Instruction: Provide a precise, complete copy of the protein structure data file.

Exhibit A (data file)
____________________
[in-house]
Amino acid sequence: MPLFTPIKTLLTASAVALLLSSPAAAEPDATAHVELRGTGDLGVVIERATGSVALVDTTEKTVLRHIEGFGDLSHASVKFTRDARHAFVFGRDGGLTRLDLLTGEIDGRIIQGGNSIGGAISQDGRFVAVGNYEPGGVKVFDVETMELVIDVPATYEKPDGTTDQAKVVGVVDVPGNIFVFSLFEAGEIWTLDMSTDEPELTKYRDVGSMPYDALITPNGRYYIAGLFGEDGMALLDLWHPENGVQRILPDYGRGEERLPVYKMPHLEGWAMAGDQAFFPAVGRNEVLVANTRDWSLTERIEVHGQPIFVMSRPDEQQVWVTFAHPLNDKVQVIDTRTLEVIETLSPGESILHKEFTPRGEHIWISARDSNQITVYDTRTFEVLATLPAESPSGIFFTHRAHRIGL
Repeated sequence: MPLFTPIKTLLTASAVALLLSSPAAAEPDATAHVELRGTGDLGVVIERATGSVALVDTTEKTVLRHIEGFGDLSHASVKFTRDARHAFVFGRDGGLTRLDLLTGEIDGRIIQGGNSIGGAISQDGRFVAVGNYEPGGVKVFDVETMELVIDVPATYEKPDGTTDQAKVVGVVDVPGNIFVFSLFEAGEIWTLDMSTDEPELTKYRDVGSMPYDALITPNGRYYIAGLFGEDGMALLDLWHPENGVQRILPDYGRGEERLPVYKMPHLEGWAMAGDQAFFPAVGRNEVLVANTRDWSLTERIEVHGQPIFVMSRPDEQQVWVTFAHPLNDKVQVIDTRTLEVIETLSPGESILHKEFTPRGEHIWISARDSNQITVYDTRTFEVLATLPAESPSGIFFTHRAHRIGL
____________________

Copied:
[in-house]
Amino acid sequence: MPLFTPIKTLLTASAVALLLSSPAAAEPDATAHVELRGTGDLGVVIERATGSVALVDTTEKTVLRHIEGFGDLSHASVKFTRDARHAFVFGRDGGLTRLDLLTGEIDGRIIQGGNSIGGAISQDGRFVAVGNYEPGGVKVFDVETMELVIDVPATYEKPDGTTDQAKVVGVVDVPGNIFVFSLFEAGEIWTLDMSTDEPELTKYRDVGSMPYDALITPNGRYYIAGLFGEDGMALLDLWHPENGVQRILPDYGRGEERLPVYKMPHLEGWAMAGDQAFFPAVGRNEVLVANTRDWSLTERIEVHGQPIFVMSRPDEQQVWVTFAHPLNDKVQVIDTRTLEVIETLSPGESILHKEFTPRGEHIWISARDSNQITVYDTRTFEVLATLPAESPSGIFFTHRAHRIGL
Repeated sequence: MPLFTPIKTLLTASAVALLLSSPAAAEPDATAHVELRGTGDLGVVIERATGSVALVDTTEKTVLRHIEGFGDLSHASVKFTRDARHAFVFGRDGGLTRLDLLTGEIDGRIIQGGNSIGGAISQDGRFVAVGNYEPGGVKVFDVETMELVIDVPATYEKPDGTTDQAKVVGVVDVPGNIFVFSLFEAGEIWTLDMSTDEPELTKYRDVGSMPYDALITPNGRYYIAGLFGEDGMALLDLWHPENGVQRILPDYGRGEERLPVYKMPHLEGWAMAGDQAFFPAVGRNEVLVANTRDWSLTERIEVHGQPIFVMSRPDEQQVWVTFAHPLNDKVQVIDTRTLEVIETLSPGESILHKEFTPRGEHIWISARDSNQITVYDTRTFEVLATLPAESPSGIFFTHRAHRIGL